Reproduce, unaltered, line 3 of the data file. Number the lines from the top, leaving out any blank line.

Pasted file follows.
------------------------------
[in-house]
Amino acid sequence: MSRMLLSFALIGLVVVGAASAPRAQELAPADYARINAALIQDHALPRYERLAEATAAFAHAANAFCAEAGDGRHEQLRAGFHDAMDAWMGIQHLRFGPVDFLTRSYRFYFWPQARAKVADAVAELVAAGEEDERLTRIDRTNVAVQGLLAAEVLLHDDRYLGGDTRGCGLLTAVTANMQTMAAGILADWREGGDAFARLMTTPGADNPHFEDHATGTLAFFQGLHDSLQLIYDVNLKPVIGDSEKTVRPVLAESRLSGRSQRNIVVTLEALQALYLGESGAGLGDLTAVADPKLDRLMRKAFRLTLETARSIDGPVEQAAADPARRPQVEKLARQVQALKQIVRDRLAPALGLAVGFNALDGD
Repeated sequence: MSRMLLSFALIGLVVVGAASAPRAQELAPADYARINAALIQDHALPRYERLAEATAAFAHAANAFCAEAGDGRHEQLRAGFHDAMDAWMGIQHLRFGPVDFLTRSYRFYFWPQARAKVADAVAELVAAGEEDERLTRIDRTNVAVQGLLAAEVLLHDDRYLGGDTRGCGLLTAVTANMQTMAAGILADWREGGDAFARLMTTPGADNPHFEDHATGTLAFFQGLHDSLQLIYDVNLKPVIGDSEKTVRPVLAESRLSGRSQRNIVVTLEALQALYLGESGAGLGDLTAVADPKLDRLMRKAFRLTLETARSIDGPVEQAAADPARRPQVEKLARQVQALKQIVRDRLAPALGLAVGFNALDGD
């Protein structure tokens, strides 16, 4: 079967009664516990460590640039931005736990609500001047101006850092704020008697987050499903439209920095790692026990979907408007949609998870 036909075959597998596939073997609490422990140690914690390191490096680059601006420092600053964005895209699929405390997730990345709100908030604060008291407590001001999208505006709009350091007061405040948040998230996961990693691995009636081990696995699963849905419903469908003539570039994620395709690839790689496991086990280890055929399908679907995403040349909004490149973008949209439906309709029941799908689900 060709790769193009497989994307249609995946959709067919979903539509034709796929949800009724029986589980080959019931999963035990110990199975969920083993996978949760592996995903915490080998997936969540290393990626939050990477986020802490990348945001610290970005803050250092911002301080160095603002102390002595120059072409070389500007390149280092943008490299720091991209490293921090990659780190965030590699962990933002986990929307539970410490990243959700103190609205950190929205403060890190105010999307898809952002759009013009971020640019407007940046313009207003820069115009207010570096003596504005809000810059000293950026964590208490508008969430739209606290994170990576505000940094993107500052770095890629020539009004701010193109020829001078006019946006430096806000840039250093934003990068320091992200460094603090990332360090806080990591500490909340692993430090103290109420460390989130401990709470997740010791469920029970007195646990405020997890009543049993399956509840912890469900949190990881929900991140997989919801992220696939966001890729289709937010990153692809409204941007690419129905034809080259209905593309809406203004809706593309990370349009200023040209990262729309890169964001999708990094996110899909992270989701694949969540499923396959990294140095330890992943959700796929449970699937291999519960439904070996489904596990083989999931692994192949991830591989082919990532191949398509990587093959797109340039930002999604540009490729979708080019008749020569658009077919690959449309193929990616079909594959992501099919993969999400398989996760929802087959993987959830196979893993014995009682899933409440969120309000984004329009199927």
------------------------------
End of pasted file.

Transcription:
Repeated sequence: MSRMLLSFALIGLVVVGAASAPRAQELAPADYARINAALIQDHALPRYERLAEATAAFAHAANAFCAEAGDGRHEQLRAGFHDAMDAWMGIQHLRFGPVDFLTRSYRFYFWPQARAKVADAVAELVAAGEEDERLTRIDRTNVAVQGLLAAEVLLHDDRYLGGDTRGCGLLTAVTANMQTMAAGILADWREGGDAFARLMTTPGADNPHFEDHATGTLAFFQGLHDSLQLIYDVNLKPVIGDSEKTVRPVLAESRLSGRSQRNIVVTLEALQALYLGESGAGLGDLTAVADPKLDRLMRKAFRLTLETARSIDGPVEQAAADPARRPQVEKLARQVQALKQIVRDRLAPALGLAVGFNALDGD